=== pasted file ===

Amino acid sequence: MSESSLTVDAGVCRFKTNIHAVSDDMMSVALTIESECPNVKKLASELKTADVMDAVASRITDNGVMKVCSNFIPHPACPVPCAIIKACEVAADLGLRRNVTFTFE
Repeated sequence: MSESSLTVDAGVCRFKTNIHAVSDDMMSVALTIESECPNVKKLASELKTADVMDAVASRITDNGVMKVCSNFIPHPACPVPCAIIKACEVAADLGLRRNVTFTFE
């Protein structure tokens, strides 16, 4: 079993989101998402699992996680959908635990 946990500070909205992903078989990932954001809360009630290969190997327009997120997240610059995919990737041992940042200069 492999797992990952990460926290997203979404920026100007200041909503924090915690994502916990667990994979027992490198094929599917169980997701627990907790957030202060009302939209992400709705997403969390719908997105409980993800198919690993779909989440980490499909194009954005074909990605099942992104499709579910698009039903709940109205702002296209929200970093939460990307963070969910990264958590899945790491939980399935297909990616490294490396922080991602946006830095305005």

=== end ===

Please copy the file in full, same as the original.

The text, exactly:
Amino acid sequence: MSESSLTVDAGVCRFKTNIHAVSDDMMSVALTIESECPNVKKLASELKTADVMDAVASRITDNGVMKVCSNFIPHPACPVPCAIIKACEVAADLGLRRNVTFTFE
Repeated sequence: MSESSLTVDAGVCRFKTNIHAVSDDMMSVALTIESECPNVKKLASELKTADVMDAVASRITDNGVMKVCSNFIPHPACPVPCAIIKACEVAADLGLRRNVTFTFE
């Protein structure tokens, strides 16, 4: 079993989101998402699992996680959908635990 946990500070909205992903078989990932954001809360009630290969190997327009997120997240610059995919990737041992940042200069 492999797992990952990460926290997203979404920026100007200041909503924090915690994502916990667990994979027992490198094929599917169980997701627990907790957030202060009302939209992400709705997403969390719908997105409980993800198919690993779909989440980490499909194009954005074909990605099942992104499709579910698009039903709940109205702002296209929200970093939460990307963070969910990264958590899945790491939980399935297909990616490294490396922080991602946006830095305005």